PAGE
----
SPRINGFIELD, Mass. — Scott Lively, the anti-gay U.S. evangelist who is the subject of a federal lawsuit filed on behalf of a Ugandan gay rights group, responded Thursday, and said he was being targeted “for speaking the truth of the Bible” about homosexuality.
“I am an American citizen [being targeted] over the persecution of homosexuals as they define it as a crime against humanity – for speaking the truth of the Bible in a foreign country,” said Lively, founder of Abiding Truth Ministries, a conservative Christian organization that is classified as an anti-gay hate group by the Southern Poverty Law Center.
In an interview with the conservative website “World Net Daily,” Lively said that “the definition of “crime against humanity” comes from European progressives, and accusations against him appear to be based on his speeches and writings about the Bible’s perspective on homosexuality.
The Ugandan gay rights group “Sexual Minorities Uganda” (SMUG), filed suit in federal court in Massachusetts on Wednesday, accusing Lively of violating international law by inciting the persecution of homosexuals in Uganda.
The lawsuit alleges that beginning in 2002, Lively conspired with religious and political leaders in Uganda to whip up anti-gay hysteria with warnings that homosexuals would sodomize African children and corrupt their culture. The suit alleges that Lively’s actions led to the introduction of the Anti-homosexuality Bill in the Ugandan parliament, by one of Lively’s Uganda contacts, MMP David Bahati.
The bill, commonly known as the “Kill the Gays Bill,” led to increased persecution of the LGBT Ugandan community, according to the suit.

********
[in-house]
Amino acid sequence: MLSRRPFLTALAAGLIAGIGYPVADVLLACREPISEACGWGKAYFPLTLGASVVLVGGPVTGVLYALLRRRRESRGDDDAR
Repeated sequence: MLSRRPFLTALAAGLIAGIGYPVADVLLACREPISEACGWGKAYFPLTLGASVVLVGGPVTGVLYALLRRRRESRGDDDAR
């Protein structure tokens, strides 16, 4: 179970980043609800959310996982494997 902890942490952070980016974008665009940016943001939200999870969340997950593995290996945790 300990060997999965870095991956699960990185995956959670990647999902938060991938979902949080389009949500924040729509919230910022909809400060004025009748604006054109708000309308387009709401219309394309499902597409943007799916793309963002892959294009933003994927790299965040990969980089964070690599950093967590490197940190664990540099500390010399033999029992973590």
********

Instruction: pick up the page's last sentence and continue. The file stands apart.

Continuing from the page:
Lively has called the suit “absurd” and “completely frivolous,” and told the Associated Press via email that he has never advocated violence against homosexuals.
Lively said he has preached against homosexuality but advised therapy for gays, not punishment.
“I spoke to members of parliament in their assembly hall, and advised them to focus on therapy and not punishment [for homosexuality],” Lively told World Net Daily.
“What they’re suggesting here is that the duly elected legislative representatives of Uganda, the cream of Ugandan society, cannot be responsible for their own [legislative] actions – that they adopted legislation because a white evangelical came and said something to them,” he said.
The suit was filed by the Center for Constitutional Rights on behalf of SMUG, under the alien tort statute, which allows foreigners to sue in American courts in situations alleging the violation of international law.